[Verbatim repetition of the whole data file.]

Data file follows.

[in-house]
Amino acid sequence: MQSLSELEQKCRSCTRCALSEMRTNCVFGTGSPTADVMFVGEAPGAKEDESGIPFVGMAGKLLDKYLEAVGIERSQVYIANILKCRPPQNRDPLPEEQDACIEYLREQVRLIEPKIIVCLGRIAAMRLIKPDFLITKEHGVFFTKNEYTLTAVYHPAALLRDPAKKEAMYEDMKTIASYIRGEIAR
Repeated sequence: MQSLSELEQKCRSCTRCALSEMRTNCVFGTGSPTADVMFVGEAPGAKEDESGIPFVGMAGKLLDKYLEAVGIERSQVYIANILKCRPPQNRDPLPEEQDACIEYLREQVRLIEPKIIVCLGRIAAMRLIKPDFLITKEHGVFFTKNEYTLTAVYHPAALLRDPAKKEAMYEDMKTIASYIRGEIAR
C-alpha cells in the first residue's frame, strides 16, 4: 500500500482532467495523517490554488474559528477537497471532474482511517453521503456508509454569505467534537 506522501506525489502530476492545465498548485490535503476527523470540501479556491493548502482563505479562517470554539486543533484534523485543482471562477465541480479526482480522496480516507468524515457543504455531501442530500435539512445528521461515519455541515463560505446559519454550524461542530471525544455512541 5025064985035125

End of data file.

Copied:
[in-house]
Amino acid sequence: MQSLSELEQKCRSCTRCALSEMRTNCVFGTGSPTADVMFVGEAPGAKEDESGIPFVGMAGKLLDKYLEAVGIERSQVYIANILKCRPPQNRDPLPEEQDACIEYLREQVRLIEPKIIVCLGRIAAMRLIKPDFLITKEHGVFFTKNEYTLTAVYHPAALLRDPAKKEAMYEDMKTIASYIRGEIAR
Repeated sequence: MQSLSELEQKCRSCTRCALSEMRTNCVFGTGSPTADVMFVGEAPGAKEDESGIPFVGMAGKLLDKYLEAVGIERSQVYIANILKCRPPQNRDPLPEEQDACIEYLREQVRLIEPKIIVCLGRIAAMRLIKPDFLITKEHGVFFTKNEYTLTAVYHPAALLRDPAKKEAMYEDMKTIASYIRGEIAR
C-alpha cells in the first residue's frame, strides 16, 4: 500500500482532467495523517490554488474559528477537497471532474482511517453521503456508509454569505467534537 506522501506525489502530476492545465498548485490535503476527523470540501479556491493548502482563505479562517470554539486543533484534523485543482471562477465541480479526482480522496480516507468524515457543504455531501442530500435539512445528521461515519455541515463560505446559519454550524461542530471525544455512541 5025064985035125